by Ellie Melero
LEAVENWORTH — They say you don’t know what you’ve got till it’s gone.
And for many Knights of Columbus, that’s too true.
On July 1, the colorful capes and feathery hats, or “chapeaus,” that have become associated with the fourth-degree Knights will be a thing of the past as the worldwide order adopts a new uniform.
In 2017, the supreme council of the Knights decided to modernize the look after 79 years of the old regalia, which included a ceremonial cape and chapeau, a tuxedo, white gloves and a sword. The supreme council decided to change the uniform in an effort to attract younger men to the order.
The new uniform consists of blue blazers with the fourth-degree emblem, dark gray slacks, blue ties and black berets. Members will still wear the ceremonial swords, and gloves are still worn when handling the swords.
The old regalia was supposed to be phased out in 2018, but the deadline to switch to the new uniforms was extended one year because of the backlog of orders for the new uniform.
Father Dan Gardner, the former Kansas state chaplain for the Knights, said the new uniforms have been received reluctantly in some places. Knights who wore the old regalia liked being able to stand out in a crowd — and older members don’t want to have to buy a new uniform.
“The one that they’re phasing out, that was pretty much a standout,” said Father Gardner. “People would know you everywhere, wearing that kind of outfit and everything. This [new uniform] is more subtle, much more subtle.”
Color Corps coordinator Robert Hall of Immaculate Council 900 in Leavenworth isn’t looking forward to the change for two reasons.
Hall said that before July 1, he can organize 40 men for a color guard for a funeral or visit from the archbishop. But after July 1, he’ll be able to organize only seven. This is partly because the new uniforms are tailored to each member.
In the past, Hall has been able to loan chapeaus and capes to men who want to be in the Color Corps who haven’t bought the regalia yet but who own tuxedos. But they won’t be able to do that with the new uniforms.
Hall’s other reason is that members who have the old regalia don’t want to buy the new uniform.
“There’s this history with [the old uniform],” said Hall. “People recognize it. You can walk down the street, they say, ‘Knights of Columbus.’ With the new uniform, it’s just too modern, too military, if you will.”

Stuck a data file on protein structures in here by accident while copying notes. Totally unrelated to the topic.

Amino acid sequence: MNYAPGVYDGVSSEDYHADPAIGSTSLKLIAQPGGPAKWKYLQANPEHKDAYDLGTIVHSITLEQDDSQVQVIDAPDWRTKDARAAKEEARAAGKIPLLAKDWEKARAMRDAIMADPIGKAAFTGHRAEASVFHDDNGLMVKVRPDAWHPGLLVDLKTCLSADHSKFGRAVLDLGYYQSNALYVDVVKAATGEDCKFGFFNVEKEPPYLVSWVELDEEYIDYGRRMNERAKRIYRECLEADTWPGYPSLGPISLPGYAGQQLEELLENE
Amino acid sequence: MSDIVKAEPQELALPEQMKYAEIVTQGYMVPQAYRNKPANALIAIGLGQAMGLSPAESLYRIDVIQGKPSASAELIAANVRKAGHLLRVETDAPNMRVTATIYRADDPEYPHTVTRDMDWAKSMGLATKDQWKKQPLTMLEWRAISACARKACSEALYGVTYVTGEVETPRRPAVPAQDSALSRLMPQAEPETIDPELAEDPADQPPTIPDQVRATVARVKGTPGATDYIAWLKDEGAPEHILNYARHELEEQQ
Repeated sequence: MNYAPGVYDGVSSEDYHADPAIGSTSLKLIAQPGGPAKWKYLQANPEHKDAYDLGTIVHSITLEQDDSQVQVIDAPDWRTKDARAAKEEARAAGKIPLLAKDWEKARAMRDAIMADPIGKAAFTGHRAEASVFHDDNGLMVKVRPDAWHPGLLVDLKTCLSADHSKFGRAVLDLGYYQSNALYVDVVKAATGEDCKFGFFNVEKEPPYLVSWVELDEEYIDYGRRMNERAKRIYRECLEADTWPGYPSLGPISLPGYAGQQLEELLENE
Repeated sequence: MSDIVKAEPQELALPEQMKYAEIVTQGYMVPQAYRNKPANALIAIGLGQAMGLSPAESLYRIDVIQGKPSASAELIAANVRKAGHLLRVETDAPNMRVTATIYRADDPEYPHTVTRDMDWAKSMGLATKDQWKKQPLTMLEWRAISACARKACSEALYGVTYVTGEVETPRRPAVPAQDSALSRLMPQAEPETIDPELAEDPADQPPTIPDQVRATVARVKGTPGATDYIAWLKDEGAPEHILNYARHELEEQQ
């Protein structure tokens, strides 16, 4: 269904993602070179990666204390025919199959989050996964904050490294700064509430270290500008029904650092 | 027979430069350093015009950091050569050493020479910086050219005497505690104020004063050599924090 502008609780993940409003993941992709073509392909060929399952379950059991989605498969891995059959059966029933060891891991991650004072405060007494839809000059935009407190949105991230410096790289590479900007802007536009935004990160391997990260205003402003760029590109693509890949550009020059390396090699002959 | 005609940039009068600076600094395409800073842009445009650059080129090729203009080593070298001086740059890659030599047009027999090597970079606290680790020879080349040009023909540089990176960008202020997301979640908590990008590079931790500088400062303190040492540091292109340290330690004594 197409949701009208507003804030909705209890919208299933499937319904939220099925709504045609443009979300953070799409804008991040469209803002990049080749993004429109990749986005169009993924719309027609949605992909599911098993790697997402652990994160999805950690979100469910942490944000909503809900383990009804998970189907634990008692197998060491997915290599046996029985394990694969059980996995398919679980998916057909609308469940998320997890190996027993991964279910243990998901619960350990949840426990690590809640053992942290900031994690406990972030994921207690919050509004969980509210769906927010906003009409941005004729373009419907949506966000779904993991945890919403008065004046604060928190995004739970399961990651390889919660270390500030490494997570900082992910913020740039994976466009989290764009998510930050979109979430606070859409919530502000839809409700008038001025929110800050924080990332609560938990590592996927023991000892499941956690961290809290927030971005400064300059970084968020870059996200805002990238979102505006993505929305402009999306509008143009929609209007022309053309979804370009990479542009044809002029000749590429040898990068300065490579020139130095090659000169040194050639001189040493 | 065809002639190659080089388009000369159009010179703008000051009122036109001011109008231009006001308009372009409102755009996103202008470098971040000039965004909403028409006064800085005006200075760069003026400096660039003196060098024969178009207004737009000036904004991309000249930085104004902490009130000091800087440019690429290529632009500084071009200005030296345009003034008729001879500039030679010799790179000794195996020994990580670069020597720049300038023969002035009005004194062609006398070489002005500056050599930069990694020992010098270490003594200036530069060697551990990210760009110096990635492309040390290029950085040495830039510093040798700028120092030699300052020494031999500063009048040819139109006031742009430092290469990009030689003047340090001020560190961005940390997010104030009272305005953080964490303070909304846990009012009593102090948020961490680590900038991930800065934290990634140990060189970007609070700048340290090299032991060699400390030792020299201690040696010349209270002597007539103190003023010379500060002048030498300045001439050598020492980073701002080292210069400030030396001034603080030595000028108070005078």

The new uniforms are also more expensive than the old regalia, and many Knights feel the change came out of the blue.
Father Gardner says the uniform change is the result of research done by the supreme council to determine why more men don’t join the fourth degree. Apparently, many men thought all fourth-degree Knights have to wear the uniform, and they disliked the old regalia.
In reality, only members of the Color Corps wear the uniforms — and joining the Color Corps is optional.
“In discussing that, they tested out a couple of options,” said Father Gardner, “and so, they changed the look of the uniform in order to be more attractive to the younger members.”
Hall doesn’t believe new uniforms will help them recruit new members to the fourth degree.
In fact, the change has lost Council 900 two members already — and has left younger members underwhelmed.
Gabriel Mesa, the youngest member of the fourth degree at Immaculate Council 900, has never worn the old regalia, but said he always liked it. In fact, it was part of what attracted him to the Knights.
And he has no plans to buy the new uniform.
“There’s a lot to be said about the tradition of the old uniform,” said Mesa. “And there’s a lot to be said about how it presents the order itself.”
Mesa said he thinks changing the uniform was the wrong way to go about recruiting. If the Knights are really serious about recruiting younger members, he thinks they should be looking for methods of better outreach to college age men and men in their mid-20s to 30s.
Roll out the welcome mat
For Tim Lednicky, however, the new uniform is a welcome change.
“I enjoy it,” he said. “You don’t have that much to carry with you when you go to an event. All you really have to carry is your sword and beret, so I can get ready quicker.”
He likes the new uniform so much, in fact, he plans to wear it forever. Literally.
“It’s a nice imported suit,” said Lednicky, “and I plan to get buried in it.”
Lednicky said he understands why people don’t want to let go of the history associated with the regalia, but he also thinks people need to remember the Knights didn’t always wear it. The fourth-degree uniform underwent many changes between 1900 and the 1940s before the Knights settled on the regalia.
Immaculate Council 900 is not the only council facing reluctance from some of its members regarding the uniform change, but on July 1 all councils were to retire the old regalia or face consequences from the supreme office.